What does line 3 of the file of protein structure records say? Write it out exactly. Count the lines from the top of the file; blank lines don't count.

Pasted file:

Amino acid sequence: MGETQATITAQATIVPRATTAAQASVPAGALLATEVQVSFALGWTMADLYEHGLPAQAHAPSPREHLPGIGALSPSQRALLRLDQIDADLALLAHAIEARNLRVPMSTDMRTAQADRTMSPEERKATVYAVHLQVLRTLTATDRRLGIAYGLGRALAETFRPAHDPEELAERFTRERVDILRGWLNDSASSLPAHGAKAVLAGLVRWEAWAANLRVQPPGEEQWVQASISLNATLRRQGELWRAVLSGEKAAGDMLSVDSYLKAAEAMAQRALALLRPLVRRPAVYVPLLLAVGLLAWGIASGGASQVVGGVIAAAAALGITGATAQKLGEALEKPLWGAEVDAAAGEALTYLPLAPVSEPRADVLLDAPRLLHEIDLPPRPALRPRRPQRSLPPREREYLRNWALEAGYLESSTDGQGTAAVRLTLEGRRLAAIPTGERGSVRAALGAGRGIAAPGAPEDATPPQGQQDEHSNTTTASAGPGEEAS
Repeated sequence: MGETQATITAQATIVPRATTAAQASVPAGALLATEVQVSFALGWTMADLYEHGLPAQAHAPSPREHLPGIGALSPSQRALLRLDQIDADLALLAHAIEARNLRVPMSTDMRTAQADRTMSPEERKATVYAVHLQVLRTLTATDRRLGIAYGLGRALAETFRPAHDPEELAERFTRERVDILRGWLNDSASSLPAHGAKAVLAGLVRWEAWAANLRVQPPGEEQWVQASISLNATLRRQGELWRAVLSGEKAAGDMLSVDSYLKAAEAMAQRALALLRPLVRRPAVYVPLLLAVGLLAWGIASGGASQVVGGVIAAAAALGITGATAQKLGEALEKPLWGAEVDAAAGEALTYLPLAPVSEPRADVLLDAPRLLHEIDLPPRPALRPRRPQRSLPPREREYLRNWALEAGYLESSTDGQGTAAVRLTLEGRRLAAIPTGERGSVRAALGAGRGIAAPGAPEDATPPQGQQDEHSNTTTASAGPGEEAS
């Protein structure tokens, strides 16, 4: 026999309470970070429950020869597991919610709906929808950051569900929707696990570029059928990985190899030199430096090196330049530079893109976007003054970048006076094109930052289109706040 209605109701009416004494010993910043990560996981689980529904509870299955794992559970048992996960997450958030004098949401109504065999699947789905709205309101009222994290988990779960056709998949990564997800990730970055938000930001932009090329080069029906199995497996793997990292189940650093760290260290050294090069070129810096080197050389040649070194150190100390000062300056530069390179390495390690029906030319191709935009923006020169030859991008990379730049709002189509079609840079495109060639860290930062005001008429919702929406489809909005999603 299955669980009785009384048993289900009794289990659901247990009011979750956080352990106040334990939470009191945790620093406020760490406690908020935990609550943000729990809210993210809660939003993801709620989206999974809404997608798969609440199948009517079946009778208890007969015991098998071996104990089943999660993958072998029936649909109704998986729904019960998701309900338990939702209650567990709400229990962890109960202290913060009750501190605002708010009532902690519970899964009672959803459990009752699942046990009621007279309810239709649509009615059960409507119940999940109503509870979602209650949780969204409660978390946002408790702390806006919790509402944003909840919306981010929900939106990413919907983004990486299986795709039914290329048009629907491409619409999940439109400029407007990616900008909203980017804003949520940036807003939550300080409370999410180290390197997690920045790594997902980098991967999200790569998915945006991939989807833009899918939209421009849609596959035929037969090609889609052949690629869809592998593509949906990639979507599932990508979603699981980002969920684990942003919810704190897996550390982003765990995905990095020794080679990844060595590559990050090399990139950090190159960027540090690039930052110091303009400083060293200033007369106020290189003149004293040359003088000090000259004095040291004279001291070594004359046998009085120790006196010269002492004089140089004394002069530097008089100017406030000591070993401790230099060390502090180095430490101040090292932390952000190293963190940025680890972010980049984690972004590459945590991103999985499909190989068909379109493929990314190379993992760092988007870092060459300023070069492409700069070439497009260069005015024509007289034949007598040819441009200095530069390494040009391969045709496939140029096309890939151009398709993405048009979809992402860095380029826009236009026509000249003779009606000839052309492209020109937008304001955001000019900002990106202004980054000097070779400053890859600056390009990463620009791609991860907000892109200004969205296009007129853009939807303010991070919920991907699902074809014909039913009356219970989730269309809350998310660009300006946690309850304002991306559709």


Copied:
């Protein structure tokens, strides 16, 4: 026999309470970070429950020869597991919610709906929808950051569900929707696990570029059928990985190899030199430096090196330049530079893109976007003054970048006076094109930052289109706040 209605109701009416004494010993910043990560996981689980529904509870299955794992559970048992996960997450958030004098949401109504065999699947789905709205309101009222994290988990779960056709998949990564997800990730970055938000930001932009090329080069029906199995497996793997990292189940650093760290260290050294090069070129810096080197050389040649070194150190100390000062300056530069390179390495390690029906030319191709935009923006020169030859991008990379730049709002189509079609840079495109060639860290930062005001008429919702929406489809909005999603 299955669980009785009384048993289900009794289990659901247990009011979750956080352990106040334990939470009191945790620093406020760490406690908020935990609550943000729990809210993210809660939003993801709620989206999974809404997608798969609440199948009517079946009778208890007969015991098998071996104990089943999660993958072998029936649909109704998986729904019960998701309900338990939702209650567990709400229990962890109960202290913060009750501190605002708010009532902690519970899964009672959803459990009752699942046990009621007279309810239709649509009615059960409507119940999940109503509870979602209650949780969204409660978390946002408790702390806006919790509402944003909840919306981010929900939106990413919907983004990486299986795709039914290329048009629907491409619409999940439109400029407007990616900008909203980017804003949520940036807003939550300080409370999410180290390197997690920045790594997902980098991967999200790569998915945006991939989807833009899918939209421009849609596959035929037969090609889609052949690629869809592998593509949906990639979507599932990508979603699981980002969920684990942003919810704190897996550390982003765990995905990095020794080679990844060595590559990050090399990139950090190159960027540090690039930052110091303009400083060293200033007369106020290189003149004293040359003088000090000259004095040291004279001291070594004359046998009085120790006196010269002492004089140089004394002069530097008089100017406030000591070993401790230099060390502090180095430490101040090292932390952000190293963190940025680890972010980049984690972004590459945590991103999985499909190989068909379109493929990314190379993992760092988007870092060459300023070069492409700069070439497009260069005015024509007289034949007598040819441009200095530069390494040009391969045709496939140029096309890939151009398709993405048009979809992402860095380029826009236009026509000249003779009606000839052309492209020109937008304001955001000019900002990106202004980054000097070779400053890859600056390009990463620009791609991860907000892109200004969205296009007129853009939807303010991070919920991907699902074809014909039913009356219970989730269309809350998310660009300006946690309850304002991306559709």